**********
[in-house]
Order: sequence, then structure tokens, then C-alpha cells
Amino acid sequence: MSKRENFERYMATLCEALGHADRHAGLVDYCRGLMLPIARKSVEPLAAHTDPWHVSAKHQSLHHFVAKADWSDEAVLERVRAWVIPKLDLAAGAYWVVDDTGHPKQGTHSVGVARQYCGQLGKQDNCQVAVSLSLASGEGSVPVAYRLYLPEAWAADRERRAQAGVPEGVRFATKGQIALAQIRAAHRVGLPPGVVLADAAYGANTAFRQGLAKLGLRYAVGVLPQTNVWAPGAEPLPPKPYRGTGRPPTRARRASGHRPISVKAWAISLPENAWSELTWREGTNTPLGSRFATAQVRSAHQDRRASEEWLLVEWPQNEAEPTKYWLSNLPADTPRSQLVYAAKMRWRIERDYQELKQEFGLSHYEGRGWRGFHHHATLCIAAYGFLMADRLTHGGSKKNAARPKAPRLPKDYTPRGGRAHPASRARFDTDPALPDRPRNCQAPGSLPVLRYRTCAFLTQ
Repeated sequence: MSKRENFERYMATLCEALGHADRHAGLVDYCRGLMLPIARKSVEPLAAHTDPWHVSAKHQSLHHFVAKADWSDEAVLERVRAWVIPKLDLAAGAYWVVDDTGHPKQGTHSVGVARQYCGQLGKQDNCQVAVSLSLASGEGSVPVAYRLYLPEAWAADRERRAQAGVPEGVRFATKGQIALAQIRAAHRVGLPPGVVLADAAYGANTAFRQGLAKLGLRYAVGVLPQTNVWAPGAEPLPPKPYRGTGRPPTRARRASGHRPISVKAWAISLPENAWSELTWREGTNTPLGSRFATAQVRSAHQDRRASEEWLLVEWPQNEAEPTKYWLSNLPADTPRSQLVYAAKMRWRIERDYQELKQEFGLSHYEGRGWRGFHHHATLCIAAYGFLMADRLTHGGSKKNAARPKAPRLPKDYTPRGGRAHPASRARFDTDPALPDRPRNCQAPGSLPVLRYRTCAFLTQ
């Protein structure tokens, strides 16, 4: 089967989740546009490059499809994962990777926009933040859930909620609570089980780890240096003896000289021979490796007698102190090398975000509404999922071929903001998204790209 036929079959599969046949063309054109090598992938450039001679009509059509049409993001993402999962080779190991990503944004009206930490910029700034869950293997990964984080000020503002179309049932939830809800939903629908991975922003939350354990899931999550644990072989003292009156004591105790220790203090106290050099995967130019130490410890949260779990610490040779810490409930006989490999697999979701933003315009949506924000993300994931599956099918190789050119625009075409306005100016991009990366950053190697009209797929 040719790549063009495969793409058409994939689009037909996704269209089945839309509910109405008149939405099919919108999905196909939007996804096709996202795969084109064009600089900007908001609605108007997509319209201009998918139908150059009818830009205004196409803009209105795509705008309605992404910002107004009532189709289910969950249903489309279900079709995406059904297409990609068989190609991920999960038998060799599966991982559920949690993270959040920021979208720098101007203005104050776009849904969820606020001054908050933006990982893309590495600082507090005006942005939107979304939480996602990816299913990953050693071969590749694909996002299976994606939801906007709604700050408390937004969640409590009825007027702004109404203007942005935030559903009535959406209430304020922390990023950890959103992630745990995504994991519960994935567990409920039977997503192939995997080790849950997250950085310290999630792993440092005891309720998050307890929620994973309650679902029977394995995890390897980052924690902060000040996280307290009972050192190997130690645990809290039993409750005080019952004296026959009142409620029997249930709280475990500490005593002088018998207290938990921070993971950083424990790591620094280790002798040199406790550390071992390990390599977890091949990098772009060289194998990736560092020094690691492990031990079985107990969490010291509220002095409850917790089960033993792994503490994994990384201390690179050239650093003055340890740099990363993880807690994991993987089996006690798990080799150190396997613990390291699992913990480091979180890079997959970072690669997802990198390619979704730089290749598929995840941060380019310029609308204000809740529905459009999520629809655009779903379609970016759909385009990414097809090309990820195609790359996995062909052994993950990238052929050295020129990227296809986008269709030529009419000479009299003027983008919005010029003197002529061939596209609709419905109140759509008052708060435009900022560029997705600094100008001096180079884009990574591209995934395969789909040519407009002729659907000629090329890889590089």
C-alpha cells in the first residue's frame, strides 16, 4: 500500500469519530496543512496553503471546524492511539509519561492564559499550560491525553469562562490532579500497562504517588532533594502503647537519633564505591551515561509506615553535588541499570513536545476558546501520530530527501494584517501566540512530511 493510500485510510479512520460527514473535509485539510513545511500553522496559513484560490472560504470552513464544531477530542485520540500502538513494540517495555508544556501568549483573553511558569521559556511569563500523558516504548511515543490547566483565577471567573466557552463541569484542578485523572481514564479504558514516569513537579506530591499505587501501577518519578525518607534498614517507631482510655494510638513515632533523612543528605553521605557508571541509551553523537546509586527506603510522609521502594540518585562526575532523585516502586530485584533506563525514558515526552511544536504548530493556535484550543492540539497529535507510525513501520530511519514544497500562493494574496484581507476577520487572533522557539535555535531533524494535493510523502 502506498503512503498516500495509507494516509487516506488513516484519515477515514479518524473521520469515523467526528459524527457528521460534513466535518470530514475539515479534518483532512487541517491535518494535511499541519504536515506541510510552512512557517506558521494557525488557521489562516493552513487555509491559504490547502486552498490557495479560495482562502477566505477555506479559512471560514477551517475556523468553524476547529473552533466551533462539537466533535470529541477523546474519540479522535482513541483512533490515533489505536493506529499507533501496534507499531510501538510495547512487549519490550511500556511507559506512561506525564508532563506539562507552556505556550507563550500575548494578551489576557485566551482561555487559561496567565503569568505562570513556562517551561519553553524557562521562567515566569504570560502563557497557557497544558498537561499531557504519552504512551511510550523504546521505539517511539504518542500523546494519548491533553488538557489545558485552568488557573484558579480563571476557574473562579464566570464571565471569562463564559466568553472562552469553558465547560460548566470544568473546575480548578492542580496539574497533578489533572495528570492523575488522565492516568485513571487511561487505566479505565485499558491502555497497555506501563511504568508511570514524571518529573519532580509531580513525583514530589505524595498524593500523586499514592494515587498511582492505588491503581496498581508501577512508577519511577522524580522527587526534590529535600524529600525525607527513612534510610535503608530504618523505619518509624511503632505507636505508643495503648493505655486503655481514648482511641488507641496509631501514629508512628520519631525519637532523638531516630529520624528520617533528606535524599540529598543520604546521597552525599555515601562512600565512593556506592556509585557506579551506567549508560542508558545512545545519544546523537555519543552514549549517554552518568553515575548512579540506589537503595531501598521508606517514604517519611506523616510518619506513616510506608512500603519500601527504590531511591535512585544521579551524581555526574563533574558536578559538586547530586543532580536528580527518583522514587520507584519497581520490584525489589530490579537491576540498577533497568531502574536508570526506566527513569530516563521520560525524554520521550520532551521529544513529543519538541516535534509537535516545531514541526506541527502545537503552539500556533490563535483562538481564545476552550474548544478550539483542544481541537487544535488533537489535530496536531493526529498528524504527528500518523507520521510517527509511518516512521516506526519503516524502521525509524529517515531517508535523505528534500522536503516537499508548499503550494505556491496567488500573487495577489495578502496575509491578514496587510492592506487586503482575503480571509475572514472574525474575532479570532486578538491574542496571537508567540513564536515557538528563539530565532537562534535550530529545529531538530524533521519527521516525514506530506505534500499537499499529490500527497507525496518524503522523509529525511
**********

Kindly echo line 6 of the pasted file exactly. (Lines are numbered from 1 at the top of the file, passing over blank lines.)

C-alpha cells in the first residue's frame, strides 16, 4: 500500500469519530496543512496553503471546524492511539509519561492564559499550560491525553469562562490532579500497562504517588532533594502503647537519633564505591551515561509506615553535588541499570513536545476558546501520530530527501494584517501566540512530511 493510500485510510479512520460527514473535509485539510513545511500553522496559513484560490472560504470552513464544531477530542485520540500502538513494540517495555508544556501568549483573553511558569521559556511569563500523558516504548511515543490547566483565577471567573466557552463541569484542578485523572481514564479504558514516569513537579506530591499505587501501577518519578525518607534498614517507631482510655494510638513515632533523612543528605553521605557508571541509551553523537546509586527506603510522609521502594540518585562526575532523585516502586530485584533506563525514558515526552511544536504548530493556535484550543492540539497529535507510525513501520530511519514544497500562493494574496484581507476577520487572533522557539535555535531533524494535493510523502 502506498503512503498516500495509507494516509487516506488513516484519515477515514479518524473521520469515523467526528459524527457528521460534513466535518470530514475539515479534518483532512487541517491535518494535511499541519504536515506541510510552512512557517506558521494557525488557521489562516493552513487555509491559504490547502486552498490557495479560495482562502477566505477555506479559512471560514477551517475556523468553524476547529473552533466551533462539537466533535470529541477523546474519540479522535482513541483512533490515533489505536493506529499507533501496534507499531510501538510495547512487549519490550511500556511507559506512561506525564508532563506539562507552556505556550507563550500575548494578551489576557485566551482561555487559561496567565503569568505562570513556562517551561519553553524557562521562567515566569504570560502563557497557557497544558498537561499531557504519552504512551511510550523504546521505539517511539504518542500523546494519548491533553488538557489545558485552568488557573484558579480563571476557574473562579464566570464571565471569562463564559466568553472562552469553558465547560460548566470544568473546575480548578492542580496539574497533578489533572495528570492523575488522565492516568485513571487511561487505566479505565485499558491502555497497555506501563511504568508511570514524571518529573519532580509531580513525583514530589505524595498524593500523586499514592494515587498511582492505588491503581496498581508501577512508577519511577522524580522527587526534590529535600524529600525525607527513612534510610535503608530504618523505619518509624511503632505507636505508643495503648493505655486503655481514648482511641488507641496509631501514629508512628520519631525519637532523638531516630529520624528520617533528606535524599540529598543520604546521597552525599555515601562512600565512593556506592556509585557506579551506567549508560542508558545512545545519544546523537555519543552514549549517554552518568553515575548512579540506589537503595531501598521508606517514604517519611506523616510518619506513616510506608512500603519500601527504590531511591535512585544521579551524581555526574563533574558536578559538586547530586543532580536528580527518583522514587520507584519497581520490584525489589530490579537491576540498577533497568531502574536508570526506566527513569530516563521520560525524554520521550520532551521529544513529543519538541516535534509537535516545531514541526506541527502545537503552539500556533490563535483562538481564545476552550474548544478550539483542544481541537487544535488533537489535530496536531493526529498528524504527528500518523507520521510517527509511518516512521516506526519503516524502521525509524529517515531517508535523505528534500522536503516537499508548499503550494505556491496567488500573487495577489495578502496575509491578514496587510492592506487586503482575503480571509475572514472574525474575532479570532486578538491574542496571537508567540513564536515557538528563539530565532537562534535550530529545529531538530524533521519527521516525514506530506505534500499537499499529490500527497507525496518524503522523509529525511